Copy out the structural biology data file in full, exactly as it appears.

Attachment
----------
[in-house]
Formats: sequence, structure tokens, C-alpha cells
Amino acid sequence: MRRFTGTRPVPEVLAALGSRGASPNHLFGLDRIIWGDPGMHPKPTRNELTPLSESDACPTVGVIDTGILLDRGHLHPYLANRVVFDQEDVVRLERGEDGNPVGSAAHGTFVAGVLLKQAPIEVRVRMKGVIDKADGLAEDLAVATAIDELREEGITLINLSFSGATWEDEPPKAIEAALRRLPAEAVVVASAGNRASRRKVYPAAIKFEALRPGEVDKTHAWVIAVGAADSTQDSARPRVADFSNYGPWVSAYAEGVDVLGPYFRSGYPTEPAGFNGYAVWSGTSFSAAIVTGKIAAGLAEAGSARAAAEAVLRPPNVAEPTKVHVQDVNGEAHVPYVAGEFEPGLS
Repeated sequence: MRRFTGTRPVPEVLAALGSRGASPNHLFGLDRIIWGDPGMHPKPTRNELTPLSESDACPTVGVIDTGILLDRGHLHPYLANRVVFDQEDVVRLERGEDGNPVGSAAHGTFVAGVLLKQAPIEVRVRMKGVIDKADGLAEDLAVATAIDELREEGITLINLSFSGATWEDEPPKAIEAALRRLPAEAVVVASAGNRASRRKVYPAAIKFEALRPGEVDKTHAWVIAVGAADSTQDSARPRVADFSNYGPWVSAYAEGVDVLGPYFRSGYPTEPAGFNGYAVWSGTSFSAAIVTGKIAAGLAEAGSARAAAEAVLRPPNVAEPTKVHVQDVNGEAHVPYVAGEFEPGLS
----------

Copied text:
[in-house]
Formats: sequence, structure tokens, C-alpha cells
Amino acid sequence: MRRFTGTRPVPEVLAALGSRGASPNHLFGLDRIIWGDPGMHPKPTRNELTPLSESDACPTVGVIDTGILLDRGHLHPYLANRVVFDQEDVVRLERGEDGNPVGSAAHGTFVAGVLLKQAPIEVRVRMKGVIDKADGLAEDLAVATAIDELREEGITLINLSFSGATWEDEPPKAIEAALRRLPAEAVVVASAGNRASRRKVYPAAIKFEALRPGEVDKTHAWVIAVGAADSTQDSARPRVADFSNYGPWVSAYAEGVDVLGPYFRSGYPTEPAGFNGYAVWSGTSFSAAIVTGKIAAGLAEAGSARAAAEAVLRPPNVAEPTKVHVQDVNGEAHVPYVAGEFEPGLS
Repeated sequence: MRRFTGTRPVPEVLAALGSRGASPNHLFGLDRIIWGDPGMHPKPTRNELTPLSESDACPTVGVIDTGILLDRGHLHPYLANRVVFDQEDVVRLERGEDGNPVGSAAHGTFVAGVLLKQAPIEVRVRMKGVIDKADGLAEDLAVATAIDELREEGITLINLSFSGATWEDEPPKAIEAALRRLPAEAVVVASAGNRASRRKVYPAAIKFEALRPGEVDKTHAWVIAVGAADSTQDSARPRVADFSNYGPWVSAYAEGVDVLGPYFRSGYPTEPAGFNGYAVWSGTSFSAAIVTGKIAAGLAEAGSARAAAEAVLRPPNVAEPTKVHVQDVNGEAHVPYVAGEFEPGLS